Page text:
Purchasing Trademarked Search Terms, On Its Own, May Not Constitute Infringement

Is it considered to be trademark infringement when one company decides to purchase keyword advertisements on search engines or the like, using another’s trademark registrations within the purchased search terms? A new recommendation from a U.S. Magistrate Judge sitting in the Northern District of Texas provides some thoughts on the subject matter.

In the case of Jim S. Adler, P.C. and Jim Adler v. McNeil Consultants, LLC d/b/a Accident Injury Legal Center, et al., the Defendants were alleged to have used certain trademarks — JIM ADLER, THE HAMMER, THE TEXAS HAMMER and EL MARTILLO TEJANO (the “Adler Marks”) — in internet advertising. The Plaintiffs alleged that it was part of a scheme to trade on their goodwill and reputation to deceptively induce prospective clients to mistakenly contact and engage the Defendants, which are involved with a lawyer referral website that seeks out and refers personal injury cases to law firms that have a referral agreement in place.

Plaintiffs’ concern is that Google searches that include the Adler Marks result in search pages that contain Defendants’ advertisements without indentifying a lawyer or law firm as the source of the advertisement. They contend that people searching for Jim Adler or the Adler Firm are likely to think that the advertisements are actually for the Adler Firm or that the Defendants are in some way affiliated with the Plaintiffs.

The Defendants did not dispute that the Plaintiffs own legally protected marks. Instead, they challenged that their use constituted a likelihood of confusion and further challenged the Plaintiffs’ pleadings, arguing that insufficient facts were alleged for a trademark infringement claim. The Magistrate Judge sided with the Defendants.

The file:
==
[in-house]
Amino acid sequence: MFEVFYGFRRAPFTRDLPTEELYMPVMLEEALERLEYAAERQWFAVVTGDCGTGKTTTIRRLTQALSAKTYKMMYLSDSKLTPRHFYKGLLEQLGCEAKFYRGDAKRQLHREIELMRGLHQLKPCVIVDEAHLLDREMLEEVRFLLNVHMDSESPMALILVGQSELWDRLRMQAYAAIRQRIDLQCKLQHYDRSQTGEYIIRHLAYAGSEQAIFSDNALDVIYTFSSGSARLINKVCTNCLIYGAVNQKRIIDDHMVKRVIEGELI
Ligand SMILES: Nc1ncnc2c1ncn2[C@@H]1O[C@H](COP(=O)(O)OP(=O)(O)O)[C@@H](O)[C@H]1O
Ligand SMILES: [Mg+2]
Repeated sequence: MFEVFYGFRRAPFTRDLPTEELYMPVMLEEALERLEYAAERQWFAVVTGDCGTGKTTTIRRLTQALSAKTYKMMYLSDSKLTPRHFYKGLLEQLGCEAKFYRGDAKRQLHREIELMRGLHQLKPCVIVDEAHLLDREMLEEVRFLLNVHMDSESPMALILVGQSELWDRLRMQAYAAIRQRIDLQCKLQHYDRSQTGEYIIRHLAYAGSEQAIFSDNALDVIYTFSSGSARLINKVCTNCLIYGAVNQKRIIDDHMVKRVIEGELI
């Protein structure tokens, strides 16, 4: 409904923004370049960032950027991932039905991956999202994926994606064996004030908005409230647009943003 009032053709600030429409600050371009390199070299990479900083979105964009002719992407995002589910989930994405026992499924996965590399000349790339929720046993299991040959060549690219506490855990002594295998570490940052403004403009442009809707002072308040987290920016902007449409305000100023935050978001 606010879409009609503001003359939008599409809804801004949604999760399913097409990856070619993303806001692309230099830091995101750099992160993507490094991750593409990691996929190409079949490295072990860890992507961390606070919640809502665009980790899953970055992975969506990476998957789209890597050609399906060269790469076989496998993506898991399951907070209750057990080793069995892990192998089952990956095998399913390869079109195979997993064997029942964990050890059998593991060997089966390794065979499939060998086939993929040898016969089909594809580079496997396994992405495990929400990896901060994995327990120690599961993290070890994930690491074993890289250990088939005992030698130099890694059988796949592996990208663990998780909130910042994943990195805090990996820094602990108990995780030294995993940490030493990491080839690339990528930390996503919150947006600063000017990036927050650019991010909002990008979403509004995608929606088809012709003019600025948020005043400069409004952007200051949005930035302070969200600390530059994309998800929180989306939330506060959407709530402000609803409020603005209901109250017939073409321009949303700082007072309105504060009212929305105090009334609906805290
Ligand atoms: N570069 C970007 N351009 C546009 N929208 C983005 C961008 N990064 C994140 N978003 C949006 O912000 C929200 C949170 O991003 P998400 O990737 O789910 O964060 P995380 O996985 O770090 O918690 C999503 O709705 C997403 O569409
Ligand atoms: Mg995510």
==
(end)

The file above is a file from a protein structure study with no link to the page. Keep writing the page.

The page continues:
Utilizing a competitor’s trademark as a keyword for search-engine advertising, on its own, does not constitute trademark infringement. There must be facts alleged that the activity also directs a consumer to a potentially confusing webpage. Consumer confusion is the key and it needs to be properly alleged.

Citing a 2019 case from Connecticut, the court said that “The crux of the issue is whether a defendant’s keyword purchases,
combined with the look and placement of the ads, creates a search results page that misleads, confuses, or misdirects a consumer searching for a brand to the website of a competitor.” In this case, the Defendants did not use the Plaintiffs’ marks or any portion of their marks in the actual advertisements that show up in the search results. Citing a 10th Circuit case from 2013, the court explained that “Where an advertisement does not incorporate the plaintiff’s trademark, there is no likelihood of confusion as a matter of law.”

A similar result was provided in a Southern District of Florida case in 2016 between USA Nutraceuticals Group, Inc. v. BPI Sports, LLC, where the court denied a motion for preliminary injunction based on no likelihood of confusion when the defendant purchased the plaintiff’s trademarks as advertising keywords, but the defendant’s advertisements did not display the trademarks.